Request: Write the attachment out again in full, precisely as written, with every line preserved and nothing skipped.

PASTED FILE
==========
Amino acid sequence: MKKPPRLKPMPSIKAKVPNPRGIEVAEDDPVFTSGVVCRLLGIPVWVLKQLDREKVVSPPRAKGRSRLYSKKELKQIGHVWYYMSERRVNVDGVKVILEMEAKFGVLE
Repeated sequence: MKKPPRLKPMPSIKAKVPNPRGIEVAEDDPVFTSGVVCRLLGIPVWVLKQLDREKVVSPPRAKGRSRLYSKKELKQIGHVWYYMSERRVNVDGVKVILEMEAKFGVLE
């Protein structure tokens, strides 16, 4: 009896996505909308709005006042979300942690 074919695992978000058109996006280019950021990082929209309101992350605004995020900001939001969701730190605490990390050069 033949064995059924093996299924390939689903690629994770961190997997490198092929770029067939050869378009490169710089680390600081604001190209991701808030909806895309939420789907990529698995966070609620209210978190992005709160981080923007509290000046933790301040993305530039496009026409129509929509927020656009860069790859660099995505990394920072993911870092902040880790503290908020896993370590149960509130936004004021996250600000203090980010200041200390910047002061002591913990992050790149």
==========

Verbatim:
Amino acid sequence: MKKPPRLKPMPSIKAKVPNPRGIEVAEDDPVFTSGVVCRLLGIPVWVLKQLDREKVVSPPRAKGRSRLYSKKELKQIGHVWYYMSERRVNVDGVKVILEMEAKFGVLE
Repeated sequence: MKKPPRLKPMPSIKAKVPNPRGIEVAEDDPVFTSGVVCRLLGIPVWVLKQLDREKVVSPPRAKGRSRLYSKKELKQIGHVWYYMSERRVNVDGVKVILEMEAKFGVLE
């Protein structure tokens, strides 16, 4: 009896996505909308709005006042979300942690 074919695992978000058109996006280019950021990082929209309101992350605004995020900001939001969701730190605490990390050069 033949064995059924093996299924390939689903690629994770961190997997490198092929770029067939050869378009490169710089680390600081604001190209991701808030909806895309939420789907990529698995966070609620209210978190992005709160981080923007509290000046933790301040993305530039496009026409129509929509927020656009860069790859660099995505990394920072993911870092902040880790503290908020896993370590149960509130936004004021996250600000203090980010200041200390910047002061002591913990992050790149």